Italy and Malta Block Another Rescue Ship Carrying Migrants
Posted June 24, 2018 7:22 p.m. EDT
For the second time this month, authorities in Italy and Malta are refusing to allow a rescue ship with hundreds of migrants aboard to dock in their ports.
The rescue vessel, the MV Lifeline, run by German charity Mission Lifeline, has been unable to offload 234 people sheltering onboard since they were rescued from two rubber dinghies in the Mediterranean on Thursday.
A cargo vessel, the Alexander Maersk, was also waiting Sunday for clearance to dock in an Italian port with 110 rescued migrants onboard. While on a merchant mission Thursday, the ship came to the assistance of a boat in distress 5 miles off the coast of Pozzallo, Italy.
“They have the right to live,” Axel Steier, a Mission Lifeline founder, said of the migrants. “And they have a right to seek asylum, and that isn’t being guaranteed at the moment. It’s kind of like you are jailed on the ocean.”
The episode is the latest to highlight divisions in the Europe Union that have left the bloc without a comprehensive migration policy as countries on the front line of the Mediterranean route bicker over who should be responsible for migrants.
Steier, who said the MV Lifeline was waiting off the western coast of Malta, described the rescue vessel as a “ball in a political game.” The migrants onboard, all of whom are from sub-Saharan Africa, had set off from Libya on two dinghies.
The group is mostly made up of men, with 14 women and at least four children among them, Steier said. He called the idea of transporting migrants back to Libya inhumane and contrary to international human rights norms.
Describing migrants’ accounts relayed to worked on the ship, he said, “We have women who have been raped, and also people who have been tortured.”
Italy’s new interior minister, Matteo Salvini, an outspoken opponent of immigration, has vowed that the ship would not be allowed to come to Italy. He also posted a video on his Facebook page Thursday in which he called those onboard the MV Lifeline “human meat.”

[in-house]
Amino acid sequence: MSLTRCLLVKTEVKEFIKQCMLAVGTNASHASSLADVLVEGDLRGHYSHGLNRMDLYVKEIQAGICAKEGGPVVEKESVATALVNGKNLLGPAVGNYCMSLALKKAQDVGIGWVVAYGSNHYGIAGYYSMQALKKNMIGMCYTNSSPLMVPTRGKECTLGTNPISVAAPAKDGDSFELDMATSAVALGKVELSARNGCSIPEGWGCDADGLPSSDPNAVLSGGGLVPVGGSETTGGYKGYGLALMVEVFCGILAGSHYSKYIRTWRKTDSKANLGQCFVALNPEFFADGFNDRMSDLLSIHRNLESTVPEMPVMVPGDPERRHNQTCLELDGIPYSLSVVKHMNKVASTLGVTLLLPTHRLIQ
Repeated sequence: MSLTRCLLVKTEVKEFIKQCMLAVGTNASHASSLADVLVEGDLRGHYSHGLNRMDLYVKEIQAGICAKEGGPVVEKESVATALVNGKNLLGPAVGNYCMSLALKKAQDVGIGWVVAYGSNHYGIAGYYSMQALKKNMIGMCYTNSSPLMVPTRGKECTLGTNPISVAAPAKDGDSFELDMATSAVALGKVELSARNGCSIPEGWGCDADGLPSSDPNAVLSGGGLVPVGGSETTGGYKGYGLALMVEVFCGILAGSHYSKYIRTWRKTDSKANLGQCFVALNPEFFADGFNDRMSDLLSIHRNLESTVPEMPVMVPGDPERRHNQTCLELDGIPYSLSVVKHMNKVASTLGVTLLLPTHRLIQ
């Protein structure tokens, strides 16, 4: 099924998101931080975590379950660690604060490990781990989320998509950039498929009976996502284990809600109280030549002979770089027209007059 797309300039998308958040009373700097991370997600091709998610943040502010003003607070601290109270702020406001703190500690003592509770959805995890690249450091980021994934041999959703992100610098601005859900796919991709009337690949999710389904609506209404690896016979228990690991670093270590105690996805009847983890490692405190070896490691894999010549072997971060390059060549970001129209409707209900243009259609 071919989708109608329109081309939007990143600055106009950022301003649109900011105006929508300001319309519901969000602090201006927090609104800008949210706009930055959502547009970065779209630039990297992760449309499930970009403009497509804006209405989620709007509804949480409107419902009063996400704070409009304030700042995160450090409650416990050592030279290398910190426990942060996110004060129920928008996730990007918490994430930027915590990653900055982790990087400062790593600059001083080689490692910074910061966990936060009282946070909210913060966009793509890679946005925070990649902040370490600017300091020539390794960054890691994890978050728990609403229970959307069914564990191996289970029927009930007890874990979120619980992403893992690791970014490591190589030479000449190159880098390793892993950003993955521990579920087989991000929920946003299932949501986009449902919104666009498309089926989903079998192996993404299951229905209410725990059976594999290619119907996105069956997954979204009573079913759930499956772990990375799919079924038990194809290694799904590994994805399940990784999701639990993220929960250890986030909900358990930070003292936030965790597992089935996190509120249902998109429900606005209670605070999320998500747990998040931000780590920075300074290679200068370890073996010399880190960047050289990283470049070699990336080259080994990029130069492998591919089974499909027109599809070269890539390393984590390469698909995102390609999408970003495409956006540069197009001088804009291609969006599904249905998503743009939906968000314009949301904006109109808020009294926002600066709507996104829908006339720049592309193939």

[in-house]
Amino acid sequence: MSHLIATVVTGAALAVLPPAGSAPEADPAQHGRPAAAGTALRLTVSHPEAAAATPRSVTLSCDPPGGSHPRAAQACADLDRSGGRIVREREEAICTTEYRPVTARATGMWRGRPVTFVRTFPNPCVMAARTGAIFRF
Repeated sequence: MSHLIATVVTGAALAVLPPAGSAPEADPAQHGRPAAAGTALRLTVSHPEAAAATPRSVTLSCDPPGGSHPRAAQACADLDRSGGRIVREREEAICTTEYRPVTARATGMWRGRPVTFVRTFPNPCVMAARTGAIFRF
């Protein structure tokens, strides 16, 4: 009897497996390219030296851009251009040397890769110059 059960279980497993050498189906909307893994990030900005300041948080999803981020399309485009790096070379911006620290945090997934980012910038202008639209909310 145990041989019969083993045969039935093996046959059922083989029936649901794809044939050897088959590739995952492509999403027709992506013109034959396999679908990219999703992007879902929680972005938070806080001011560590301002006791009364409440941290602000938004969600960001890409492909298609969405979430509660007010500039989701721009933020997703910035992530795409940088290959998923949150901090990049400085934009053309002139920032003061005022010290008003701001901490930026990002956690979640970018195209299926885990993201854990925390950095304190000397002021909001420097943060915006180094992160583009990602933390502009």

He said the migrants had been rescued in Libyan waters and therefore should be returned to Libya, an assertion the staff of the MV Lifeline denies.
Mission Lifeline responded with its own Facebook post Sunday. “Dear Matteo Salvini, we have no meat on board, but humans,” it read. “We cordially invite you to convince yourself that it is people we have saved from drowning.”
The Italian Maritime Rescue Coordination Center — which coordinates sea rescues and provides location details of distressed boats in Italian waters to charities and merchant vessels in the Mediterranean — was involved in coordinating both of the rescues. But the Italian authorities would not let the ships dock, Steier said.
The Maltese authorities brought humanitarian supplies to the MV Lifeline on Saturday, but Malta also refused entry, saying it could not take responsibility for the ship.
Prime Minister Joseph Muscat of Malta wrote on Twitter that the ship should move toward its original destination to “prevent escalation” and that Malta had “no responsibility for it.”
Another migrant rescue ship, the Aquarius, found itself in a similar situation this month. It spent a week at sea after being refused entry to Italy and Malta with hundreds of people aboard. Spain later accepted the ship, and the migrants disembarked in Valencia.
Even as MV Lifeline and Maersk Alexander waited to see where they could dock, other rescues continued in the Mediterranean.
The charity Doctors Without Borders, which takes part in rescue efforts there, said the Italian Maritime Rescue Coordination Center had alerted the group to seven boats at risk Sunday with around 1,000 people onboard.
European leaders met in Brussels on Sunday for an informal talk on migration and asylum before a broader summit meeting this week.
Prime Minister Giuseppe Conte of Italy, speaking before the meeting, said changes needed to be made to European policies requiring that refugees claim asylum in the first country they arrive in.
Because of Italy’s location in the Mediterranean, it is responsible for the majority of new arrivals hoping to reach Europe from Libya and claim asylum.